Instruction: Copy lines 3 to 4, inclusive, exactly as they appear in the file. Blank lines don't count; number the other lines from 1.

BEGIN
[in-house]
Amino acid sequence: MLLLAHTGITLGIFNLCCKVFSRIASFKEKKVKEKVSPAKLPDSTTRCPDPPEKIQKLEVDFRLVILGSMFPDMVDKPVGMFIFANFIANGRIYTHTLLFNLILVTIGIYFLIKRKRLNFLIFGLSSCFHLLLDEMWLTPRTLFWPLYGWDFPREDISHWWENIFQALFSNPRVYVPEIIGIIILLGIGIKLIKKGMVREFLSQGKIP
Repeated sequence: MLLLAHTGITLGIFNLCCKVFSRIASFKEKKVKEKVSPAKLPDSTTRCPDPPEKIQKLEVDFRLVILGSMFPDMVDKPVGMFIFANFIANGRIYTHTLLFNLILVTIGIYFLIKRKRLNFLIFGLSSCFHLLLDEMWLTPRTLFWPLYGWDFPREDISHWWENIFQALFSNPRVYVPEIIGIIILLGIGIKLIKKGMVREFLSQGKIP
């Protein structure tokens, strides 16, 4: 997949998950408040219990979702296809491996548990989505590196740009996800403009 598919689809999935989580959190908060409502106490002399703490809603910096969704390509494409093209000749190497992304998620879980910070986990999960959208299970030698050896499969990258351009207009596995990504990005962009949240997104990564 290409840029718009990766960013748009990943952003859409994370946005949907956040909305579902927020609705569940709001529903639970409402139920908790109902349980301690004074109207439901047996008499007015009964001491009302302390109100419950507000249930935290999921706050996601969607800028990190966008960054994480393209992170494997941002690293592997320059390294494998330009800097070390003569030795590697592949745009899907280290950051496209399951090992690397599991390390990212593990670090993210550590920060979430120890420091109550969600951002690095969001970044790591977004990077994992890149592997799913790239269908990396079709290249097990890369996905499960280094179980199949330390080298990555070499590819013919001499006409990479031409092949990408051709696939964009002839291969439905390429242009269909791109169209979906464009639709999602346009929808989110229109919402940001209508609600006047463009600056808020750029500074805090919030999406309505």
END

Repeated sequence: MLLLAHTGITLGIFNLCCKVFSRIASFKEKKVKEKVSPAKLPDSTTRCPDPPEKIQKLEVDFRLVILGSMFPDMVDKPVGMFIFANFIANGRIYTHTLLFNLILVTIGIYFLIKRKRLNFLIFGLSSCFHLLLDEMWLTPRTLFWPLYGWDFPREDISHWWENIFQALFSNPRVYVPEIIGIIILLGIGIKLIKKGMVREFLSQGKIP
């Protein structure tokens, strides 16, 4: 997949998950408040219990979702296809491996548990989505590196740009996800403009 598919689809999935989580959190908060409502106490002399703490809603910096969704390509494409093209000749190497992304998620879980910070986990999960959208299970030698050896499969990258351009207009596995990504990005962009949240997104990564 290409840029718009990766960013748009990943952003859409994370946005949907956040909305579902927020609705569940709001529903639970409402139920908790109902349980301690004074109207439901047996008499007015009964001491009302302390109100419950507000249930935290999921706050996601969607800028990190966008960054994480393209992170494997941002690293592997320059390294494998330009800097070390003569030795590697592949745009899907280290950051496209399951090992690397599991390390990212593990670090993210550590920060979430120890420091109550969600951002690095969001970044790591977004990077994992890149592997799913790239269908990396079709290249097990890369996905499960280094179980199949330390080298990555070499590819013919001499006409990479031409092949990408051709696939964009002839291969439905390429242009269909791109169209979906464009639709999602346009929808989110229109919402940001209508609600006047463009600056808020750029500074805090919030999406309505």